Twelve Cries From Home
In Search of Sri Lanka's Disappeared
Twelve Cries from Home speaks out against Sri Lanka’s official silencing of war crimes, reclaiming the stories of survivors who insist on being heard.
Since August 2020, the intimidation of witnesses and journalists has surged in Sri Lanka. Twelve Cries from Home navigates the memories and stories of twelve war survivors, mostly women and relatives of the disappeared, who wished to have their stories retold so that a permanent record might be made, and so that those outside the country might understand their experiences.
The outcome of a journey across the island in late 2018 by writer and Professor of Literature Minoli Salgado, who was revisiting her ancestral home, Twelve Cries from Home is deeply-layered and localised work of travelling witness. It returns to the concept of home as a place of belonging and security, which is a lost ideal for most, and uses a Sri Lankan measure of distance – the call, or hoowa – to ask how we might attend to stories that are difficult to tell and to hear.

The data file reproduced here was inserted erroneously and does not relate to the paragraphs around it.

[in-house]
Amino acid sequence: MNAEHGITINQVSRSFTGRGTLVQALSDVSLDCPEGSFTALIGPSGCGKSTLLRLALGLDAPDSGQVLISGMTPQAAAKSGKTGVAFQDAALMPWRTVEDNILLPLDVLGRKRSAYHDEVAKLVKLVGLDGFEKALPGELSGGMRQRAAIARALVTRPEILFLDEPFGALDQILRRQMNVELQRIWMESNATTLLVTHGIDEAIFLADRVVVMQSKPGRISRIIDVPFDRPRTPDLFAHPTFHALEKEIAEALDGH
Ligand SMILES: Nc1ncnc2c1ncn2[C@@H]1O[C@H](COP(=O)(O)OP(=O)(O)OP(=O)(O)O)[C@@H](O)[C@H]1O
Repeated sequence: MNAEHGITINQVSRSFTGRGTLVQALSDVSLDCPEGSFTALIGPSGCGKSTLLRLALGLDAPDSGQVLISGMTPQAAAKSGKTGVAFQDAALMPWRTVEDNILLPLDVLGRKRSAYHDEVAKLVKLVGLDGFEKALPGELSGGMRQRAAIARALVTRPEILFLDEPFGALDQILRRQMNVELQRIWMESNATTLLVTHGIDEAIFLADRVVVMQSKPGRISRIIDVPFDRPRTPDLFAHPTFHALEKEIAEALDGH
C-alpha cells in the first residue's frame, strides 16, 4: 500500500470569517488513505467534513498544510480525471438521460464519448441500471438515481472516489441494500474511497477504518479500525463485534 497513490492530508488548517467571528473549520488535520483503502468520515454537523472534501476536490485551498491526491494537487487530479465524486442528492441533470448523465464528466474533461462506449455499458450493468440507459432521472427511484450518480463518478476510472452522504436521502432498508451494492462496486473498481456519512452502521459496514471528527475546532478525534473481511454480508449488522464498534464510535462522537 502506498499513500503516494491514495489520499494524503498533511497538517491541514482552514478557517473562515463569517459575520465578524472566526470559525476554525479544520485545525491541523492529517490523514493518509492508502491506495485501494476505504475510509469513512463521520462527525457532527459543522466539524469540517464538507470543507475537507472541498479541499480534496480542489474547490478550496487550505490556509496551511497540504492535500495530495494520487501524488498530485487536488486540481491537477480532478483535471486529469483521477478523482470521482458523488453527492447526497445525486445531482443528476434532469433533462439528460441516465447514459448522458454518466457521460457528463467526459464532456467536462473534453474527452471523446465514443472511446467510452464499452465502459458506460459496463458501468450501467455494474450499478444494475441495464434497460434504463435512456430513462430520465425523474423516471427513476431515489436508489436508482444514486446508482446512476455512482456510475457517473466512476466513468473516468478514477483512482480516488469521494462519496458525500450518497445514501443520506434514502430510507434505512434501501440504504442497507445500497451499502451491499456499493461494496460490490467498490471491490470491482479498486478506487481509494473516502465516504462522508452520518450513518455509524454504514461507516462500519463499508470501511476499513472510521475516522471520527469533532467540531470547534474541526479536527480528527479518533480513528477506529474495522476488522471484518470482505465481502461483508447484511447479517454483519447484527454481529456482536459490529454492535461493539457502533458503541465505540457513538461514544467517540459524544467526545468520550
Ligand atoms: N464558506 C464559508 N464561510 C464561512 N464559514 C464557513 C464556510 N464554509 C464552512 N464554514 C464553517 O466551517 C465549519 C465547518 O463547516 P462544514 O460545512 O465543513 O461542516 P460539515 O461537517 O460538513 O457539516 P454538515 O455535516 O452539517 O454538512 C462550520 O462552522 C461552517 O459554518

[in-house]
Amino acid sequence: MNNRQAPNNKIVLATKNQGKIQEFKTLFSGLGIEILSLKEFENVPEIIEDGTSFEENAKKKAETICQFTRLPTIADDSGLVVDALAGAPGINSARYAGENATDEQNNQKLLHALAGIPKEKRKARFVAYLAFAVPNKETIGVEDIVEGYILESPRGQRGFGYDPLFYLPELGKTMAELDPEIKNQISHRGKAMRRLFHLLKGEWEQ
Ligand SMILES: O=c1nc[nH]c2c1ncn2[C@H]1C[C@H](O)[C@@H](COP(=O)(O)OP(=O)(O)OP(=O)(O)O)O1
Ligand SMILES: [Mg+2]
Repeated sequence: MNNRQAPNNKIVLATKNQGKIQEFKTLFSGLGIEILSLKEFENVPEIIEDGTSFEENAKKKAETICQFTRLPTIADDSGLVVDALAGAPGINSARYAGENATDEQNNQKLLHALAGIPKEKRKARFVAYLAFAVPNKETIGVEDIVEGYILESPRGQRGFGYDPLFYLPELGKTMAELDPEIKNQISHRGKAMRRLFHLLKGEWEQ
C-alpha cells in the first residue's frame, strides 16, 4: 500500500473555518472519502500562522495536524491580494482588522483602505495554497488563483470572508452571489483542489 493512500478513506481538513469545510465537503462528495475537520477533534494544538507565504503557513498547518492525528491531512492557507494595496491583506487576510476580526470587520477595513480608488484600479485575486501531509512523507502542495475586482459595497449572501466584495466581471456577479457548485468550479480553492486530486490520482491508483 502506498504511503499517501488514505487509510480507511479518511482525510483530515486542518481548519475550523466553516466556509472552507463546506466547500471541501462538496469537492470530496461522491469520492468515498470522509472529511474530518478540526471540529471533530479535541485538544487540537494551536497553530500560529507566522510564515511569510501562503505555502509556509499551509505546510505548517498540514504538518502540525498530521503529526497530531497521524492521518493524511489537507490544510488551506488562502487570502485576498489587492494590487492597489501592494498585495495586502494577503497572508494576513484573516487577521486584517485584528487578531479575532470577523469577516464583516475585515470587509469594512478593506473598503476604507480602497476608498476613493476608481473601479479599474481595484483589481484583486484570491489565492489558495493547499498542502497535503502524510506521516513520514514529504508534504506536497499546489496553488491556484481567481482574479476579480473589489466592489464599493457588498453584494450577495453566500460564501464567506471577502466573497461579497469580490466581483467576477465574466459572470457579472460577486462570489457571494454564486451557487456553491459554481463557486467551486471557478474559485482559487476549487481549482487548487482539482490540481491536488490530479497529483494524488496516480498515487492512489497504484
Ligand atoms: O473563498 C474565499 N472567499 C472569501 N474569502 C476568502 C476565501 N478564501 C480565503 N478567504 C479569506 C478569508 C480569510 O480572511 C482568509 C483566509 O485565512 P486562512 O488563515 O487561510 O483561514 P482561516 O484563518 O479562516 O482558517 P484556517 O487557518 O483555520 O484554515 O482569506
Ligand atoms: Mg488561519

Exploring the bitter complexity of war by presenting stories from four regions of Sri Lanka, it reveals the complex network of relationships between the agents of conflict and their victims, as well as the blurred boundary between victims and perpetrators, the role of informers and the process of ethical repair after traumatic experience.
Twelve Cries from Home offers a rare glimpse into a country subject to enforced self-censorship, allowing us to take stock of social and political developments in Sri Lanka and what has and has not been achieved in light of the transitional justice mechanisms promised to the UN.